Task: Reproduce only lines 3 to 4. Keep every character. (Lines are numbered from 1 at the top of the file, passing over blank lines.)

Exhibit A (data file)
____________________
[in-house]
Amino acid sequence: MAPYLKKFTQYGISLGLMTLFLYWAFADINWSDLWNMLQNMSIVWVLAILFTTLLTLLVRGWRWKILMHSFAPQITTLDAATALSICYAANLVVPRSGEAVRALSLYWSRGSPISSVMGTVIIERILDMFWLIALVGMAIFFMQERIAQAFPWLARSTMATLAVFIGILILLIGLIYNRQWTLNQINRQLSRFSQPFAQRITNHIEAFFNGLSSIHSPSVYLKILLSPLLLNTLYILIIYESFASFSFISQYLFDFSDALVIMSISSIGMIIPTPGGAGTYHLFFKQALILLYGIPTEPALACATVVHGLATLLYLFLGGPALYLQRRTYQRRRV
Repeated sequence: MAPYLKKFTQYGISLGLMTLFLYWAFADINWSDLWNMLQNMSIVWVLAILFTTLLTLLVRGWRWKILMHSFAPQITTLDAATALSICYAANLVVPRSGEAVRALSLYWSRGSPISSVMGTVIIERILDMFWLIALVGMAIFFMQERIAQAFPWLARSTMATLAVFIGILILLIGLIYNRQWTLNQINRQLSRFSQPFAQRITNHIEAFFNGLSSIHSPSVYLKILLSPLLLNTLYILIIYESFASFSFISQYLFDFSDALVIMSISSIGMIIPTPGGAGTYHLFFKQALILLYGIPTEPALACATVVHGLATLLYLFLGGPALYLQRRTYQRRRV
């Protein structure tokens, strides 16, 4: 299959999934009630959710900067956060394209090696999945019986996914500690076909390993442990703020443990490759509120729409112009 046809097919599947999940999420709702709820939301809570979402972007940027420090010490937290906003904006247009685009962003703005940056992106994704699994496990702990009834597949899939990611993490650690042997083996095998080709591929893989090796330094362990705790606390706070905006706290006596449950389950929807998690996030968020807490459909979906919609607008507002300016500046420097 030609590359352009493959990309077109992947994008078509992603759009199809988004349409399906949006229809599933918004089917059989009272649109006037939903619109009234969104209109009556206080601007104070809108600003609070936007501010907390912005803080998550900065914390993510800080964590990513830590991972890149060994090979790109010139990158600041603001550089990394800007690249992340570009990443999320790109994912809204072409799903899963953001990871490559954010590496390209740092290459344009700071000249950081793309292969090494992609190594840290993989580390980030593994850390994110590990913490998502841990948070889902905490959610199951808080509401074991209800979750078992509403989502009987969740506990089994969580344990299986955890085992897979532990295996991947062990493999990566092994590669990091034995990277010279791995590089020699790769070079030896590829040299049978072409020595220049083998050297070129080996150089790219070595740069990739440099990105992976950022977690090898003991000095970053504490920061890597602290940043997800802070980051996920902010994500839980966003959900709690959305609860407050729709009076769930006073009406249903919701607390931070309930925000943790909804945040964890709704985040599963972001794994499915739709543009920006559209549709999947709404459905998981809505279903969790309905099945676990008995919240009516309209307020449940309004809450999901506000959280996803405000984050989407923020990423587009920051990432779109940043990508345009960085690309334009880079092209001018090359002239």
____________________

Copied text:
Repeated sequence: MAPYLKKFTQYGISLGLMTLFLYWAFADINWSDLWNMLQNMSIVWVLAILFTTLLTLLVRGWRWKILMHSFAPQITTLDAATALSICYAANLVVPRSGEAVRALSLYWSRGSPISSVMGTVIIERILDMFWLIALVGMAIFFMQERIAQAFPWLARSTMATLAVFIGILILLIGLIYNRQWTLNQINRQLSRFSQPFAQRITNHIEAFFNGLSSIHSPSVYLKILLSPLLLNTLYILIIYESFASFSFISQYLFDFSDALVIMSISSIGMIIPTPGGAGTYHLFFKQALILLYGIPTEPALACATVVHGLATLLYLFLGGPALYLQRRTYQRRRV
């Protein structure tokens, strides 16, 4: 299959999934009630959710900067956060394209090696999945019986996914500690076909390993442990703020443990490759509120729409112009 046809097919599947999940999420709702709820939301809570979402972007940027420090010490937290906003904006247009685009962003703005940056992106994704699994496990702990009834597949899939990611993490650690042997083996095998080709591929893989090796330094362990705790606390706070905006706290006596449950389950929807998690996030968020807490459909979906919609607008507002300016500046420097 030609590359352009493959990309077109992947994008078509992603759009199809988004349409399906949006229809599933918004089917059989009272649109006037939903619109009234969104209109009556206080601007104070809108600003609070936007501010907390912005803080998550900065914390993510800080964590990513830590991972890149060994090979790109010139990158600041603001550089990394800007690249992340570009990443999320790109994912809204072409799903899963953001990871490559954010590496390209740092290459344009700071000249950081793309292969090494992609190594840290993989580390980030593994850390994110590990913490998502841990948070889902905490959610199951808080509401074991209800979750078992509403989502009987969740506990089994969580344990299986955890085992897979532990295996991947062990493999990566092994590669990091034995990277010279791995590089020699790769070079030896590829040299049978072409020595220049083998050297070129080996150089790219070595740069990739440099990105992976950022977690090898003991000095970053504490920061890597602290940043997800802070980051996920902010994500839980966003959900709690959305609860407050729709009076769930006073009406249903919701607390931070309930925000943790909804945040964890709704985040599963972001794994499915739709543009920006559209549709999947709404459905998981809505279903969790309905099945676990008995919240009516309209307020449940309004809450999901506000959280996803405000984050989407923020990423587009920051990432779109940043990508345009960085690309334009880079092209001018090359002239």